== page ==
In a counseling session this past summer, we were observing a beautiful horse named Grandy.
Grandy, in her last few weeks of pregnancy was kept inside to monitor her progress. As we passed by her pen in the barn, she pawed at the gate, snorted loudly, and pushed her head over the railing as far as she could showing us, in the best way she knew how, that she was tired of being inside.
We put the halter on, attached the lead rope, and opened the fence; she walked out of the barn freely and confidently into the sun. You could almost feel her relief as her ears perked up. She looked around, sighed, and bent down for a snack on a tuft of summer sweet grass.
We walked with her to an open field to spend time brushing her, getting to know her, and discussing therapeutic things. My client had formed an attachment to this horse and being around her had a calming effect.
About five minutes into our session, noises started coming from the barn where the other pregnant horses were staying. Horses are pack animals and are frequently troubled when one or more is removed from their group. Suddenly, our relaxed sunshine beauty called back to the horse in barn and started pacing back and forth at the gate. As soon as Grandy became aware that her peer was still back in the barn, she completely forgot to acknowledge the splendor of the field around her and the freedom before her.
In a luscious field of about 15 acres, she stayed within a radius of 1/2 an acre the entire hour. Bound by her own self-imposed restrictions of needing to be close to the gate, all because she thought there was something better on the other side. She quickly forgot how much she longed to be free when something from the other side caught her attention.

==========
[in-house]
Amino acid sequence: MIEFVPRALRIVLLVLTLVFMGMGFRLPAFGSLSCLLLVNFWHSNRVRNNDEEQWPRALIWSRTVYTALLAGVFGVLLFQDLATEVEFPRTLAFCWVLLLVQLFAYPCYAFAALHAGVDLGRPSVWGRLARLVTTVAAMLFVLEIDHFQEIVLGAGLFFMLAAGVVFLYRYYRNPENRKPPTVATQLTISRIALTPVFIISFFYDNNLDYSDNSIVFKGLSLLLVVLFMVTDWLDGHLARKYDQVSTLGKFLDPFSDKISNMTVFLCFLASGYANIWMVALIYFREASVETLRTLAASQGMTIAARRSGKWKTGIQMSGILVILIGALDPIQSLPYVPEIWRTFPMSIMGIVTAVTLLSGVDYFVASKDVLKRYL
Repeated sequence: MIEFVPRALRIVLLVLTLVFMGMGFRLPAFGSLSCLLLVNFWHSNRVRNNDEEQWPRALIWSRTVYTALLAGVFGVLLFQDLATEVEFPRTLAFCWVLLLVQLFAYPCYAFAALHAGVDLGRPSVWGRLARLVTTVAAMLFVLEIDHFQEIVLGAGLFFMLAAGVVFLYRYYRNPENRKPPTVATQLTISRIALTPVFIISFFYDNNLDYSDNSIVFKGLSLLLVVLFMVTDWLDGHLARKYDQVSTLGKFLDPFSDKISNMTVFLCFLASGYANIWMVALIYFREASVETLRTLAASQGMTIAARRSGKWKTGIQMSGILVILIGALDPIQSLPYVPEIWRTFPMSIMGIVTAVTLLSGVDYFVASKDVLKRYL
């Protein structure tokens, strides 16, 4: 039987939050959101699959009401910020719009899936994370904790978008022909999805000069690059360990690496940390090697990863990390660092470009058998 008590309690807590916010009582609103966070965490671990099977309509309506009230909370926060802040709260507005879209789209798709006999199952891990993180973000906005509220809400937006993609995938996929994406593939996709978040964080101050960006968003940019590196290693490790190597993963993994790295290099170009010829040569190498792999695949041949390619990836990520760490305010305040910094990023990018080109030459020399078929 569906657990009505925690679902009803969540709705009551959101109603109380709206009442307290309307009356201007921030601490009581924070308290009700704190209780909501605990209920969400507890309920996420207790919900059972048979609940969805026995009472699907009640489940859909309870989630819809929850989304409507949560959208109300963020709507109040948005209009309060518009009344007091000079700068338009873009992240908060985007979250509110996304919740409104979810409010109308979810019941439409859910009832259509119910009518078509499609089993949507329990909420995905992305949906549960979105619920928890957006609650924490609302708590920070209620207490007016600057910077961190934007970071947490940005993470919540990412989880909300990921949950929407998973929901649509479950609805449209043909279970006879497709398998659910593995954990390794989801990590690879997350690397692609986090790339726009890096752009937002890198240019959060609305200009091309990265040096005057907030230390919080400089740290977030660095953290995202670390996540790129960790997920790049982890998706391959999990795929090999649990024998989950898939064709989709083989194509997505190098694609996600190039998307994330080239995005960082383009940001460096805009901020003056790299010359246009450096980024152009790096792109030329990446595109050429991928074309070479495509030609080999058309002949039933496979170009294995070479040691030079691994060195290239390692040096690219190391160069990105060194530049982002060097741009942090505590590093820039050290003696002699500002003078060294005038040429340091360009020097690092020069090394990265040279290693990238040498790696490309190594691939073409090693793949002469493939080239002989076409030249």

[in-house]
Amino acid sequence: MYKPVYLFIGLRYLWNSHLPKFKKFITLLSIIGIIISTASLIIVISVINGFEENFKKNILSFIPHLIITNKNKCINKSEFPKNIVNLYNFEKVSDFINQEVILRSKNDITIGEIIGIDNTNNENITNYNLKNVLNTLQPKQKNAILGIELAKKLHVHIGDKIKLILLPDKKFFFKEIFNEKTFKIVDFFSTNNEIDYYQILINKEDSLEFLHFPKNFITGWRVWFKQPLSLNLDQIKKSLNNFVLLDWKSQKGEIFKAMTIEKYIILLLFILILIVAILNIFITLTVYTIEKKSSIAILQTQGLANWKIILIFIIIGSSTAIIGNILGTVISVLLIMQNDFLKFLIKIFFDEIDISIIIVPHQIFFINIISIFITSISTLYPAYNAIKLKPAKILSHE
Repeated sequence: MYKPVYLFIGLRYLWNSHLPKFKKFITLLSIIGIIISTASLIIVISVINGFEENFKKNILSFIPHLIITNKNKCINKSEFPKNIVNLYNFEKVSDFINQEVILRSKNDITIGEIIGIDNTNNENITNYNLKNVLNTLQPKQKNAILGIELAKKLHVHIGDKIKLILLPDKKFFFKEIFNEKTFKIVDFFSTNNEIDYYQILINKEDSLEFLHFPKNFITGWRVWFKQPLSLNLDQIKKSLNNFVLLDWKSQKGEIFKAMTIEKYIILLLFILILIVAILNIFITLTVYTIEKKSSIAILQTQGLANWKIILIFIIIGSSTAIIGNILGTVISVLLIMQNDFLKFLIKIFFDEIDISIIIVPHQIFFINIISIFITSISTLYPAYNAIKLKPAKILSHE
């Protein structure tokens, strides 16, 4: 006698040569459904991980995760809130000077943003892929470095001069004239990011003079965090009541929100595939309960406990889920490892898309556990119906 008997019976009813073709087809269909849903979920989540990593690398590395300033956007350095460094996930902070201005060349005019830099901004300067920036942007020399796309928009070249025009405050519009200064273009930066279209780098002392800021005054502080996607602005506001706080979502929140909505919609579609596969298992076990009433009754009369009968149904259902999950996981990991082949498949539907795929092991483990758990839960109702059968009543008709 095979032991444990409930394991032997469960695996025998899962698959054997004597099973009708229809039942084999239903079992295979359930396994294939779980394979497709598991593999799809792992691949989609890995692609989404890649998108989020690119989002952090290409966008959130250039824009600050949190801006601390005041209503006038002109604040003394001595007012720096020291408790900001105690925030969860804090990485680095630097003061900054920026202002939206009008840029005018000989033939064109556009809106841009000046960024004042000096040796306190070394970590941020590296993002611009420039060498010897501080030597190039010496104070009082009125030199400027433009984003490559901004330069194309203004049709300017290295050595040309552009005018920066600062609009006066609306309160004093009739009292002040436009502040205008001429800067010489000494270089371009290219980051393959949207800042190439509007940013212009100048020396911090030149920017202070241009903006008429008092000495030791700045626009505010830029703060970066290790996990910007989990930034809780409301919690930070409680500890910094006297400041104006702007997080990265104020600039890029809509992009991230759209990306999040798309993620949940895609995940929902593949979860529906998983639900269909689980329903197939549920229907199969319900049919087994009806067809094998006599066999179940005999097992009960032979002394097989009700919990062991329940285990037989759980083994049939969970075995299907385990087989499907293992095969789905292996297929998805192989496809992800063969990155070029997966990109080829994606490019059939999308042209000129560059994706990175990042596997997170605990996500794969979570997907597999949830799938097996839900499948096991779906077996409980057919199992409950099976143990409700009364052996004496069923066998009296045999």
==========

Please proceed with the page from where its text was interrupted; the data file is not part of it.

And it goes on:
Like a voice from the past calling her back into the shadows.
We noticed after a while that there was an apple tree behind her replete with hundreds of ripe apples. My client found a suitable one off the ground and offered it to Grandy. She greedily took the sweet treat and went back to intermittently pacing the gate and grazing the grass.
We watched in astonishment. That sweet treat, coming from only a few feet away, was one of many little gifts just sitting in the grass and hanging over the fence. Yet, Grandy was still preoccupied with the voice from the barn.
"I don't know how she missed it!" gawked my client.
We were all wondering the same thing. How was it that the horse was so content on 1) paying attention to her friends still in the barn and 2) grazing in the grass that she completely missed out on the tree full of apples right behind her?
As we were standing there, amazed at the naivety of the horse, Holy Spirit spoke to me. "How do you miss it? How do you miss the gifts laid out before you every single day? How do you miss the journey I'm trying to take you on?"
Feeling convicted, I realized this horse was a picture not only useful to my client, but to myself and almost everyone I know as well.
How often do we settle to stay within our 1/2 acre of understanding because we're too afraid to venture off too far from our friends? How often do we stay content with eating grass when there is an apple tree nearby?
For me, this looks like lack of discipline. Since summer started, I have had a deep desire to go slow. To make my life matter for the time I have. I want to be intentional; I want to be productive and creative. Then I find myself nose in my phone or head on the pillow way too long. Lack of discipline is stealing my time. And I'm missing it. I'm missing the opportunity before me to dive deeper into the waters that have been set before me.
What does it look like for you? How are you missing it?